A federal appeals court has revived a claim that an employer violated Title VII when it changed a Black officer’s shift assignment to “create diversity” among supervisors who worked different shifts.
Those employed as captains with the city of Cleveland’s emergency medical services division get to bid on their schedules for the upcoming year.
They identify preferred days to work, and they say whether they want to work the day or night shift.
Longer-tenured captains get the benefit of a preference.
Also, under the applicable collective bargaining agreement, the city’s EMS commissioner has the power to transfer up to four captains to a different shift — even if doing so conflicts with a captain’s first choice.
Based on preferences expressed for 2018, three Black captains were initially scheduled to work a day shift together.
They would have been the only captains on the shift.
The commissioner moved one of the three to the night shift and replaced him with a white supervisor, saying she did so to “diversify the shift.”
A fourth Black captain talked to the commissioner on behalf of all the captains, but informal discussions did not resolve the matter.
That captain then filed administrative charges of race discrimination on behalf of all the Black captains.
The commissioner asked the captains to rebid their preferences, but the same thing happened again: The rebidding generated a schedule that put three Black captains on the same day shift, and the commissioner reassigned one of them to a night shift.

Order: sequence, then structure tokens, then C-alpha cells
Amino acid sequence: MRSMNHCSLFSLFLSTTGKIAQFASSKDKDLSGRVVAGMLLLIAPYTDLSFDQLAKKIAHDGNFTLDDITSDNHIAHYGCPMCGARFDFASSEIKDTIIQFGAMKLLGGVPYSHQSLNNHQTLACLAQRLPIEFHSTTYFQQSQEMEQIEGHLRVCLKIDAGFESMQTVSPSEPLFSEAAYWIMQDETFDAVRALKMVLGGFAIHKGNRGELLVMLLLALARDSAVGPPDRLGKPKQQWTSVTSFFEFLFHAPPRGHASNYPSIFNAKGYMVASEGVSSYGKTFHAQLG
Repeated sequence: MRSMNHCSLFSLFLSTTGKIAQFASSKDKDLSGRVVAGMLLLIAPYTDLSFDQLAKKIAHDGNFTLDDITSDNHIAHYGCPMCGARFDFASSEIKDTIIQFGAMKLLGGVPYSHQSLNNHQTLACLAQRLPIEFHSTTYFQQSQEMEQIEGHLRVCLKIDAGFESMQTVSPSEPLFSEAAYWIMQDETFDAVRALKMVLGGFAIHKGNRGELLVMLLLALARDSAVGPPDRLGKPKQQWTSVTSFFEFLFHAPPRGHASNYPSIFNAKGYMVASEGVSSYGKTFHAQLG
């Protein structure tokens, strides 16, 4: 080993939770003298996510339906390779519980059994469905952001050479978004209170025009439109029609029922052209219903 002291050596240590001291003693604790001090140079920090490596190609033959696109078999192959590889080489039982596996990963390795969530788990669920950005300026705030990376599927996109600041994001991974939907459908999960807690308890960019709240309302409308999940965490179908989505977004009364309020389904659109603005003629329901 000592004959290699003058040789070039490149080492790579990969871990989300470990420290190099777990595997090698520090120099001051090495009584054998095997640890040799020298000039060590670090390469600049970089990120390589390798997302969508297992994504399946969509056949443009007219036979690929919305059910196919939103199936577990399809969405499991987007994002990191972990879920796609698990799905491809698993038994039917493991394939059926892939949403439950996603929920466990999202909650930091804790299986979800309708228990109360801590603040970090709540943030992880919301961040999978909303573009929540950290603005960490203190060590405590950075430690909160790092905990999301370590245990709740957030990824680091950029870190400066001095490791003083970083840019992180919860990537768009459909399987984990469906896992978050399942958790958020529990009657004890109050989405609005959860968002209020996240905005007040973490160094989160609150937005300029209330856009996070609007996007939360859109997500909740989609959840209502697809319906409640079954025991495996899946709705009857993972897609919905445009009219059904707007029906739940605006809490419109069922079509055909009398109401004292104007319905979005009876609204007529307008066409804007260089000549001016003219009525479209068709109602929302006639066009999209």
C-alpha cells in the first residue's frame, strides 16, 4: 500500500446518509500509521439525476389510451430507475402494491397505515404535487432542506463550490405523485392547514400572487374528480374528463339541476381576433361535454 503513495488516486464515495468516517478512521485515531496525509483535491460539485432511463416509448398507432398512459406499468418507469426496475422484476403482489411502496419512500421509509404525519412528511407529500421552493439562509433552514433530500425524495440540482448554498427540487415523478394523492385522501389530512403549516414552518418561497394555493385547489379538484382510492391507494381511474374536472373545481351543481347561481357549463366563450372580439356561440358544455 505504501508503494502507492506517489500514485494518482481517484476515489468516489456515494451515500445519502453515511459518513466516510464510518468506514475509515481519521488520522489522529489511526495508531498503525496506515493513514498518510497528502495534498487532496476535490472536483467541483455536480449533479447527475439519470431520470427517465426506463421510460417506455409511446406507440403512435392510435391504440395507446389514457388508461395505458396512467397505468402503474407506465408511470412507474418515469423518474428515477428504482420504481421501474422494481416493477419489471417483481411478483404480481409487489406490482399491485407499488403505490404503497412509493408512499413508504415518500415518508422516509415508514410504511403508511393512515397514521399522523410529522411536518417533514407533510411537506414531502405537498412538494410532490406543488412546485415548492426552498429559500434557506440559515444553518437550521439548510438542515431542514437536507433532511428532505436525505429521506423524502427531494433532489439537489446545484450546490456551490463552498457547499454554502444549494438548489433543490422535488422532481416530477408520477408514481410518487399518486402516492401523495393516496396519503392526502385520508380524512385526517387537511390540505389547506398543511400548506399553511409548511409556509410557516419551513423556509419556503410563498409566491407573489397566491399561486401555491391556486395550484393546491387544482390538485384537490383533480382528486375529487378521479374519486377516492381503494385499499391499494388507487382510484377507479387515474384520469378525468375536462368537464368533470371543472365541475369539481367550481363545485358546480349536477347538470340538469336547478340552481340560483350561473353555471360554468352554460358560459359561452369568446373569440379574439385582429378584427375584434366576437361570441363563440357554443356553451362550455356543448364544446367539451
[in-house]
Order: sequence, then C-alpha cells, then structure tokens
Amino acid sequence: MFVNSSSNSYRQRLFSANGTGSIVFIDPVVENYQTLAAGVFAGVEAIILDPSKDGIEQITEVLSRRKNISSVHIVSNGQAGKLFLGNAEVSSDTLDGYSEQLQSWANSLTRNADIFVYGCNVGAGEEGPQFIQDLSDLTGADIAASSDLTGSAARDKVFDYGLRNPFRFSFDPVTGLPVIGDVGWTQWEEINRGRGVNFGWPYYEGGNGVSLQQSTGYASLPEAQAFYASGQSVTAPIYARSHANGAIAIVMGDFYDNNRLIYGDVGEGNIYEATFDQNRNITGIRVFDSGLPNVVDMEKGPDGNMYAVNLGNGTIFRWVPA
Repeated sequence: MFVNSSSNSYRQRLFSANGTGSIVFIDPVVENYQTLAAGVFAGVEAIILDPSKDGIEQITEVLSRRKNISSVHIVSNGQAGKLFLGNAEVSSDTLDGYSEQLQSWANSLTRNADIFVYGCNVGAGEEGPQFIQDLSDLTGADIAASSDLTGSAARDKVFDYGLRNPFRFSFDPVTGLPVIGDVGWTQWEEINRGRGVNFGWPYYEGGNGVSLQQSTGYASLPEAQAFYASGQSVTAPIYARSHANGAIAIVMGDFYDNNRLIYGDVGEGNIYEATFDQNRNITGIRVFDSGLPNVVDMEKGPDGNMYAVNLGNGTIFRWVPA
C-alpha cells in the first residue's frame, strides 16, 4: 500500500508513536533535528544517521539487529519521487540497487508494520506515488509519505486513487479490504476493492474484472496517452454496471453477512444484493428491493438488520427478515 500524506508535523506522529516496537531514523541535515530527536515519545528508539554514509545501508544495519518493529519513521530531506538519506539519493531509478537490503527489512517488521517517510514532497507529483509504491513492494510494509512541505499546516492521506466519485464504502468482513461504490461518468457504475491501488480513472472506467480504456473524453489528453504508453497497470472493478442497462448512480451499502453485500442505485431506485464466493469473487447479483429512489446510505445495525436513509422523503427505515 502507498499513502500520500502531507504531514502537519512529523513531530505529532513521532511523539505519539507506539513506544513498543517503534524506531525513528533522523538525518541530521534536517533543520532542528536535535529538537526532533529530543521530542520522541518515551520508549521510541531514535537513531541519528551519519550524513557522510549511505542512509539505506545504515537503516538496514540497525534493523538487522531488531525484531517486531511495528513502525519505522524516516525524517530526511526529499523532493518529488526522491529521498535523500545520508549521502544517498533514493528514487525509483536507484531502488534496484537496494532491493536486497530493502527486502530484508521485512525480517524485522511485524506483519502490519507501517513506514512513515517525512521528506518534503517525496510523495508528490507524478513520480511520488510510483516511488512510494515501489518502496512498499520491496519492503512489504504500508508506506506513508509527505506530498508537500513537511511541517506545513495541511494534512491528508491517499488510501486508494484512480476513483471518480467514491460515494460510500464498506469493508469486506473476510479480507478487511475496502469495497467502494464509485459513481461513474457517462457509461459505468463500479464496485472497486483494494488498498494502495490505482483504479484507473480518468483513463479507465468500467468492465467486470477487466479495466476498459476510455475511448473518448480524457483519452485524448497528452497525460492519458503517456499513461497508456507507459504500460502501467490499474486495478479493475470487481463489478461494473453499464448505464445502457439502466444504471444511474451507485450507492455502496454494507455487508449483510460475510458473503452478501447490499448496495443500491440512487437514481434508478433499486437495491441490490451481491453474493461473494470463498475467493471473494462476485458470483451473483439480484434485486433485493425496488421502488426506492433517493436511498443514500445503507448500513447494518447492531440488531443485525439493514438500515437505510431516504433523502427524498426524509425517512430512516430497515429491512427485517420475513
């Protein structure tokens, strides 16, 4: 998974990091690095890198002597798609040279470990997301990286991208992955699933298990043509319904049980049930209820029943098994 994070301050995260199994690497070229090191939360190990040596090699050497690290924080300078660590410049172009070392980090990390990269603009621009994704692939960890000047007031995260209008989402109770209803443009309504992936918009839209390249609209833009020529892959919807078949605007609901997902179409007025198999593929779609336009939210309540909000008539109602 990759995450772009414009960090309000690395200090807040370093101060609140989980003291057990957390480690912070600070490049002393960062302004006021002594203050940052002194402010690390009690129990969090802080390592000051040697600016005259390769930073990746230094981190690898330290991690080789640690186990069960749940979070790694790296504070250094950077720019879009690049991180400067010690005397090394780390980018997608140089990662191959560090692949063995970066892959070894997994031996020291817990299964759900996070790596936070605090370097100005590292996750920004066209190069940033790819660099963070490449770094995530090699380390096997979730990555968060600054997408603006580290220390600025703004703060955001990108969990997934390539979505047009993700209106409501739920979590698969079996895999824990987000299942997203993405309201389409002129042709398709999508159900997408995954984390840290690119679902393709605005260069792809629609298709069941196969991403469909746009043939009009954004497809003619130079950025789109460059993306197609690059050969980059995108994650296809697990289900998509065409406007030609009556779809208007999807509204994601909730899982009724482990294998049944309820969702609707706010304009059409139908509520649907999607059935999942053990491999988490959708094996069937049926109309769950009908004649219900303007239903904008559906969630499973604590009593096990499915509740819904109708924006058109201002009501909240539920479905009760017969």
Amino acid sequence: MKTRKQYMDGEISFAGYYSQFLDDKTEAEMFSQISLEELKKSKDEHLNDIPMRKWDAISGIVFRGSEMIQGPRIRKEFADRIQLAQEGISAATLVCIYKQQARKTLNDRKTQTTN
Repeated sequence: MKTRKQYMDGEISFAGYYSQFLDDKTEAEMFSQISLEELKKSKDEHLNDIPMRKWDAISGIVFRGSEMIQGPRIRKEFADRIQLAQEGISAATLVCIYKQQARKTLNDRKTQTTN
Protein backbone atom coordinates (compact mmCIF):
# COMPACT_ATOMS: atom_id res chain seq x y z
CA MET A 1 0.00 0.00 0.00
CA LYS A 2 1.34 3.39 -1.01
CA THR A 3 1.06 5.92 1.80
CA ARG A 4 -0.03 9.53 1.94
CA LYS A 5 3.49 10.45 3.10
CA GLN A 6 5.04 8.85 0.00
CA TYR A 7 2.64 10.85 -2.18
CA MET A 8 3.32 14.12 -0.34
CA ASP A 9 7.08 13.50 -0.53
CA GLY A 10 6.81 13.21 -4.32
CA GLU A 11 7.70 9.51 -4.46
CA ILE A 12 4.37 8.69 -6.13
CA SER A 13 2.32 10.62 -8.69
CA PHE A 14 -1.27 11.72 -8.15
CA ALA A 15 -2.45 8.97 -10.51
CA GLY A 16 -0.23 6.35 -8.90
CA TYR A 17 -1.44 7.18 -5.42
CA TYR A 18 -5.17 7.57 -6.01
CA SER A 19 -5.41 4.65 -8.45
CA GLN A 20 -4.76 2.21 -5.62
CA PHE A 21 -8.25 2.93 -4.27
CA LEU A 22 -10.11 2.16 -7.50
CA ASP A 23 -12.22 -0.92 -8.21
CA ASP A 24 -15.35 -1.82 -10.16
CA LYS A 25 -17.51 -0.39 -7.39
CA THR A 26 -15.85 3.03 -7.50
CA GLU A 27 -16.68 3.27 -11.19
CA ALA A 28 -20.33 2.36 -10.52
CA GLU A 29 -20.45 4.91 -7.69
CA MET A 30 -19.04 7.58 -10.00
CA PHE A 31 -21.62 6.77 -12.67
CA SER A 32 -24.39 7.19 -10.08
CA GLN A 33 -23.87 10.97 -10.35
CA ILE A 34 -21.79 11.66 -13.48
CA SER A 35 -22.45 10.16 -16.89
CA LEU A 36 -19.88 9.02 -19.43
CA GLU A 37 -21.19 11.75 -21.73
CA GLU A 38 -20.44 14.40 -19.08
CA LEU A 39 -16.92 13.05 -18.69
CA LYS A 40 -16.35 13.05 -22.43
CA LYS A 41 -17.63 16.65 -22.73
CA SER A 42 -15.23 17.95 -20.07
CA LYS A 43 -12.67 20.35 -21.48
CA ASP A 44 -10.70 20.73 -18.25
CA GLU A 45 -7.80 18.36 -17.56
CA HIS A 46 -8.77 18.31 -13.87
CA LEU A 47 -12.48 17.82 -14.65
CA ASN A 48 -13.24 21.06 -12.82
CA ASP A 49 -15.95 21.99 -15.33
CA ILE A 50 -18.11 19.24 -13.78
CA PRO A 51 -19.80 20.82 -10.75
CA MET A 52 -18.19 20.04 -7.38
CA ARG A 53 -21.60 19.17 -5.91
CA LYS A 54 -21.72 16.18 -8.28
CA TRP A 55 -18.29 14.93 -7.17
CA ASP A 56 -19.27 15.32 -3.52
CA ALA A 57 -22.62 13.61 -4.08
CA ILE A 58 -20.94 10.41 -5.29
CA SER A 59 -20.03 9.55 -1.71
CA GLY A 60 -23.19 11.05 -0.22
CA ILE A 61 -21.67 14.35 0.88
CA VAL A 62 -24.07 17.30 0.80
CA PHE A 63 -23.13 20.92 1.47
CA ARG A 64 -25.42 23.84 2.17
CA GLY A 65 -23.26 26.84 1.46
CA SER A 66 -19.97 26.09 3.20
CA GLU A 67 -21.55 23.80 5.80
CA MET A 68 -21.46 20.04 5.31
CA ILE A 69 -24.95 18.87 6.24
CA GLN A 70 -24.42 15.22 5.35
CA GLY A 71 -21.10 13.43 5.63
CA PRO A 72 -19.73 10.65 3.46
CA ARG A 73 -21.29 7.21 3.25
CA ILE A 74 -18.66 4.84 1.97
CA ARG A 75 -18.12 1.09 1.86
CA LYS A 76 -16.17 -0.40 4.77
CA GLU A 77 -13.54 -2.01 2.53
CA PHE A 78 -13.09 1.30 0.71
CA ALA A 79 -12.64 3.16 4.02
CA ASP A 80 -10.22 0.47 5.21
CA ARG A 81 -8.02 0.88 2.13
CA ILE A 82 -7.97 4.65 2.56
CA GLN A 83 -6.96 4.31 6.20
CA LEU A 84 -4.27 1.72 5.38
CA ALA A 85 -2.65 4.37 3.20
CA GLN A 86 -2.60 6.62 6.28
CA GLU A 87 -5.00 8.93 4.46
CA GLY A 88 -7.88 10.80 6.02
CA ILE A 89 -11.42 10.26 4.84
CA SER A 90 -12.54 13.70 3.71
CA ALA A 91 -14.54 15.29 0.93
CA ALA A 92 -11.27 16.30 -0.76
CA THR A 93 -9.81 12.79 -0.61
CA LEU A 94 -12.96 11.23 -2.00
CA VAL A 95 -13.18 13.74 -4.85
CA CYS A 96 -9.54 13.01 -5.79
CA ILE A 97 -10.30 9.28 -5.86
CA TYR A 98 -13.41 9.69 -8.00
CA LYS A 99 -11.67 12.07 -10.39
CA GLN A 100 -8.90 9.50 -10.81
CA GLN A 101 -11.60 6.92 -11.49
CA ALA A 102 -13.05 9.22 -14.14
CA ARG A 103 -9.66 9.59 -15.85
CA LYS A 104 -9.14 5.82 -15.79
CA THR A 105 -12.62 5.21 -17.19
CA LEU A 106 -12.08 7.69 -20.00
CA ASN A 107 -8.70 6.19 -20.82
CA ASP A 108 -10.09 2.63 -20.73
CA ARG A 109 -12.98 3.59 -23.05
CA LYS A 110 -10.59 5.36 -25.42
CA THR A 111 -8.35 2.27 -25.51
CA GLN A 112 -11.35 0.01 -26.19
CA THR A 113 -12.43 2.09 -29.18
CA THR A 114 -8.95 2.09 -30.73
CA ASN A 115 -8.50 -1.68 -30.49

Again, the commissioner said she did so only to create diversity among captains on the day shift.
The Black captains later sued the city and the commissioner, alleging among other things that transferring Black captains to different shifts based on their race violated Title VII.
A lower court ruled against them, finding that the shift changes did not violate Title VII because they were not materially adverse employment actions.
The captains appealed.
Appeals Court Reverses
The U.S. Court of Appeals for the Sixth Circuit reversed the district court’s decision to rule for the city and commissioner on the Title VII claims of unlawful race discrimination. Fact issues exist on those claims, it said.
Title VII bans race discrimination with respect to “terms, conditions, or privileges of employment,” the appeals court explained.
A shift schedule is a term of employment, and getting priority in choosing shifts because of seniority is a privilege of employment, it said.
The defendants said that did not matter because the shift changes were not materially adverse actions.
But “changes of this sort and under these circumstances” can be materially adverse, the court decided.
The decision to resolve the discrimination claims in favor of the defendants was reversed.
Threat v. City of Cleveland, No. 20-4165, 2021 WL 3140525 (6th Cir. 7/26/21).